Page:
Leslie Hansard, a member of St. Philothea Greek Orthodox Church in Watkinsville, Georgia, recently participated on a short-term mission trip to Moldova. Here, she shares some of her experiences during that trip.
The thought of reflecting on my time in Moldova has been somewhat overwhelming since my return. My entry back into the States was full of emotions: I was happy to be home but hated the thought of not being with my wonderful OCMC team and the amazing yet chaotic group of teenagers with whom we spent the week. I am simply unable to put into words how this experience changed me. I am no stranger to the mission experience; this trip to Moldova was my sixth, but this trip touched my heart in a way that nothing ever has.
I prepared for this trip the best I could. I raised the necessary funds, researched the current situation in Moldova, and planned lessons for our time at camp. I learned quickly after my arrival that even the best made plans do not go as you think. I have never felt as frustrated as I did on this trip, in a country where I didn’t speak the language and in a situation where I was put in charge of many activities without full control being mine. Even through my frustration, though, my primary goal was clear: make a lasting impact on the campers in order to keep them engaged in the Church. That goal was met through a very sweet and wonderful teenager named Alexandra.
Alexandra is a very brave and special young woman who I had the immense pleasure of meeting during my time in Moldova. She was someone I was immediately drawn to during the trip because of her smiley personality and her ability to speak English really well. We hung out as much as we were able, at meals and during free time, but the transformative opportunity came while we walked back from a group pilgrimage to a nearby monastery. We began talking about American culture, our likes and dislikes of popular music and movies. We discussed the sensational “Bieber fever” and her personal love for Katy Perry.
Throughout our talking, the conversation became more and more personal and serious in tone. It wasn’t long before Alexandra was in tears as she spoke honestly about her time spent as an exchange student in the States in which she felt drawn to another denomination of Christianity, wondering if Orthodoxy was still right for her. It was something that she was still ashamed of; she felt as though she had betrayed her faith. She still felt distant from Orthodoxy and the Church she was raised in, and she was unsure how to fix what she had lost. I prayed for the right words that would comfort her and bring her peace. I was reminded of the verse in Philippians 1:6 that reads “ being confident of this very thing, that He who has begun a good work in you will complete it until the day of Jesus Christ”. I told her we are works in progress; one decision or doubt does not decide our eternal fate. We are constantly working towards the goal of “theosis” in which we are like Him and united with Him. The doubts we have, when reconciled, only bring us closer to Him.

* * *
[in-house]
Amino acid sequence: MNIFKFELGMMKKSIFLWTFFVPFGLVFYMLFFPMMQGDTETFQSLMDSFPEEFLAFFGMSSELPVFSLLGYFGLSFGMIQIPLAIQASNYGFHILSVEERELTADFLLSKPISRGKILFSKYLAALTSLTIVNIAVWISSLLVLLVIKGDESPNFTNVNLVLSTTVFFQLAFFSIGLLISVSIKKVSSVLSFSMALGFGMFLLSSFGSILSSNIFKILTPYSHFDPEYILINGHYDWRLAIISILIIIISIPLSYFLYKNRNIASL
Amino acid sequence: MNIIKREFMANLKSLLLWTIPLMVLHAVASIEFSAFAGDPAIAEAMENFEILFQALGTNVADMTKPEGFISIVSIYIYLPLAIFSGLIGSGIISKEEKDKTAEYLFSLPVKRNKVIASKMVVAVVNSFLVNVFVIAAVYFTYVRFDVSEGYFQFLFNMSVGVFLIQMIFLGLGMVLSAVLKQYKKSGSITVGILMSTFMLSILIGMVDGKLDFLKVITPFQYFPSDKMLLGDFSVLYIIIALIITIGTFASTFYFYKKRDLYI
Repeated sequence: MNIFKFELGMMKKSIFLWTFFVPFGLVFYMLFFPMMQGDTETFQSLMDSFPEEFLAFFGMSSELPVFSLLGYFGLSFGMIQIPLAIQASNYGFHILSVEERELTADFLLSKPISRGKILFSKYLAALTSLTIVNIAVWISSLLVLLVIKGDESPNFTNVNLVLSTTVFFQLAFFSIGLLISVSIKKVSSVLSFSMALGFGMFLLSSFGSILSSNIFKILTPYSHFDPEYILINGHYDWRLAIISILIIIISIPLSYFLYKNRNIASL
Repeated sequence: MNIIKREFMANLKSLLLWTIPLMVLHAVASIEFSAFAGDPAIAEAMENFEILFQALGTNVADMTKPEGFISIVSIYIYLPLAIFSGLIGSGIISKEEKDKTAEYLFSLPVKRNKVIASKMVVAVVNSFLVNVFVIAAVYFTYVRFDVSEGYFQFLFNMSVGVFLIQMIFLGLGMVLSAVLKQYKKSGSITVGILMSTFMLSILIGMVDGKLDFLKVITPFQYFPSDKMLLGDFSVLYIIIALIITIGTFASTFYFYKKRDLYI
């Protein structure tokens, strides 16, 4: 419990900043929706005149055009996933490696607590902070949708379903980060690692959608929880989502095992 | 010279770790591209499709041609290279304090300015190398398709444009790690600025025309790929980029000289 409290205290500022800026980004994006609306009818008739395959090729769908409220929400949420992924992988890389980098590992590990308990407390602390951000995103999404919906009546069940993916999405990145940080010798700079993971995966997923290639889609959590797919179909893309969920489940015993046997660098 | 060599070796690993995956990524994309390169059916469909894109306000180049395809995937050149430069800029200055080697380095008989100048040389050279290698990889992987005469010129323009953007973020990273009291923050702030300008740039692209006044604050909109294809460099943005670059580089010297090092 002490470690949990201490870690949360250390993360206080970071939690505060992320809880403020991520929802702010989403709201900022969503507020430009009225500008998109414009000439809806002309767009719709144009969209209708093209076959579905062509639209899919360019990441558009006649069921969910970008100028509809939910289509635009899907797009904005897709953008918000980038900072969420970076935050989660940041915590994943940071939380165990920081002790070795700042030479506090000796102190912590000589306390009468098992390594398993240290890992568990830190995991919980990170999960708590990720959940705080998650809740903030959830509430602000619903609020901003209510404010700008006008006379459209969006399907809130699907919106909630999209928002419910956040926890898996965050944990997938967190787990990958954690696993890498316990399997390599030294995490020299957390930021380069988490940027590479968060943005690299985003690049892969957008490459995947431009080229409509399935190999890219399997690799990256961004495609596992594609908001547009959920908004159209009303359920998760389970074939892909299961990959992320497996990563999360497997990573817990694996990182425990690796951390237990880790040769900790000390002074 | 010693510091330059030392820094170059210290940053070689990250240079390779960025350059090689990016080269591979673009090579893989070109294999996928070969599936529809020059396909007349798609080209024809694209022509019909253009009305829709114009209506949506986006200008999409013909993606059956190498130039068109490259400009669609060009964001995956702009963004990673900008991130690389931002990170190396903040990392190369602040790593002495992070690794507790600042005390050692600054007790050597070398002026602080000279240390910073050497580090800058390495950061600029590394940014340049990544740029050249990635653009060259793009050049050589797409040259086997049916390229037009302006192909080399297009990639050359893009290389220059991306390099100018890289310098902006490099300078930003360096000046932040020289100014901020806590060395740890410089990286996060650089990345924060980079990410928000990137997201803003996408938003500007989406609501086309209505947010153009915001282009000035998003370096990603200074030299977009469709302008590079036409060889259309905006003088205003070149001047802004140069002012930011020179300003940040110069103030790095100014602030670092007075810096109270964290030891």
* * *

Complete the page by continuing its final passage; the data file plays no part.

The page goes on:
At the end of camp, Alexandra approached me and handed me a letter as a thank you for being there for her at camp. It wasn’t until I read through her words that I realized the full extent of what my words meant to her. She said that she needed someone to talk to about these doubts she had never shared with anyone. She stated that she sensed kindness, a clear vision of the Orthodox Church, and a lot of grace from the Heavenly Father when she first met me, and she knew I would be the only one with whom she could share her thoughts. I cried as I read her words, feeling both humbled and unworthy that a complete stranger would recognize those things in me. As many faults as I have, Christ worked through me and allowed my words to encourage her and shed His light in the dark place she had been living.
Every time I read over her letter, I am reminded of the verse I shared with her that day walking back from the monastery in Lalova. He has begun a work in me, one that is in progress and incomplete. He has promised me that He will continue this work until He returns. Until that day, I may never know the full extent of the ways in which He works through me, but I do know that as long as my goal is to be more like Him and to love His children as He does, there is no limit to the wondrous light He can shine on even the darkest of places.